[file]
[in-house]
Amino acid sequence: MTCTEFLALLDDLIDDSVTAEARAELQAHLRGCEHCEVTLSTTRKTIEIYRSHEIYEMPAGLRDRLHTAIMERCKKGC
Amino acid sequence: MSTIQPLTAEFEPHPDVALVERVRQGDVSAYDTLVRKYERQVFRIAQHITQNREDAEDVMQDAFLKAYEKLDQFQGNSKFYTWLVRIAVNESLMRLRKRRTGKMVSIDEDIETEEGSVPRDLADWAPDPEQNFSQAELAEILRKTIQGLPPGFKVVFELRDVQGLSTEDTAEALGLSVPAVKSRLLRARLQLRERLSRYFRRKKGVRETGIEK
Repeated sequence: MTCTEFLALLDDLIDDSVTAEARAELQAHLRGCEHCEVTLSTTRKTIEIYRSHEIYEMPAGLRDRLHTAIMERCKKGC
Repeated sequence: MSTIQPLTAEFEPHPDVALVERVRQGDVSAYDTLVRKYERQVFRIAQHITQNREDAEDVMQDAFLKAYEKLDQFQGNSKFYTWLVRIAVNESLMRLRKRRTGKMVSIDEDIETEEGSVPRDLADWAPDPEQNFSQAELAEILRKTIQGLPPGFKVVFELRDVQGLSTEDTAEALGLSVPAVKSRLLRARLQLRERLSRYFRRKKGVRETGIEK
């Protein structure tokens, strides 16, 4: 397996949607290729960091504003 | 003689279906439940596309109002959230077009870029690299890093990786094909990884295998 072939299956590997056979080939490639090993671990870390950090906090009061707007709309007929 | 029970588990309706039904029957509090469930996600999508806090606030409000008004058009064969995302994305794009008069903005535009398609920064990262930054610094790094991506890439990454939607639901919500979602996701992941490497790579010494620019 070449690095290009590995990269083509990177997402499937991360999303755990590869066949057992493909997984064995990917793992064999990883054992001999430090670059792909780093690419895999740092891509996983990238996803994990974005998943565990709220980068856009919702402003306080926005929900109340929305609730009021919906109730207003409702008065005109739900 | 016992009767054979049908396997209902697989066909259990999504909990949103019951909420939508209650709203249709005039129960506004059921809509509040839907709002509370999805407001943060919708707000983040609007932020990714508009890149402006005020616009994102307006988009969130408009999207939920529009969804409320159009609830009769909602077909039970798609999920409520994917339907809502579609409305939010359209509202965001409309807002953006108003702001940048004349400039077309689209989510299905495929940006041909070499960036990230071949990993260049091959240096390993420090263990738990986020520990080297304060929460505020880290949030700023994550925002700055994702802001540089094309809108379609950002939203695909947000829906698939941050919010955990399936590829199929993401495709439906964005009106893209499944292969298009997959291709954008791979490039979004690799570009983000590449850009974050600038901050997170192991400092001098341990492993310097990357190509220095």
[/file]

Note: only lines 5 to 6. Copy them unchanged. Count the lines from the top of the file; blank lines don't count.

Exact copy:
Repeated sequence: MSTIQPLTAEFEPHPDVALVERVRQGDVSAYDTLVRKYERQVFRIAQHITQNREDAEDVMQDAFLKAYEKLDQFQGNSKFYTWLVRIAVNESLMRLRKRRTGKMVSIDEDIETEEGSVPRDLADWAPDPEQNFSQAELAEILRKTIQGLPPGFKVVFELRDVQGLSTEDTAEALGLSVPAVKSRLLRARLQLRERLSRYFRRKKGVRETGIEK
């Protein structure tokens, strides 16, 4: 397996949607290729960091504003 | 003689279906439940596309109002959230077009870029690299890093990786094909990884295998 072939299956590997056979080939490639090993671990870390950090906090009061707007709309007929 | 029970588990309706039904029957509090469930996600999508806090606030409000008004058009064969995302994305794009008069903005535009398609920064990262930054610094790094991506890439990454939607639901919500979602996701992941490497790579010494620019 070449690095290009590995990269083509990177997402499937991360999303755990590869066949057992493909997984064995990917793992064999990883054992001999430090670059792909780093690419895999740092891509996983990238996803994990974005998943565990709220980068856009919702402003306080926005929900109340929305609730009021919906109730207003409702008065005109739900 | 016992009767054979049908396997209902697989066909259990999504909990949103019951909420939508209650709203249709005039129960506004059921809509509040839907709002509370999805407001943060919708707000983040609007932020990714508009890149402006005020616009994102307006988009969130408009999207939920529009969804409320159009609830009769909602077909039970798609999920409520994917339907809502579609409305939010359209509202965001409309807002953006108003702001940048004349400039077309689209989510299905495929940006041909070499960036990230071949990993260049091959240096390993420090263990738990986020520990080297304060929460505020880290949030700023994550925002700055994702802001540089094309809108379609950002939203695909947000829906698939941050919010955990399936590829199929993401495709439906964005009106893209499944292969298009997959291709954008791979490039979004690799570009983000590449850009974050600038901050997170192991400092001098341990492993310097990357190509220095």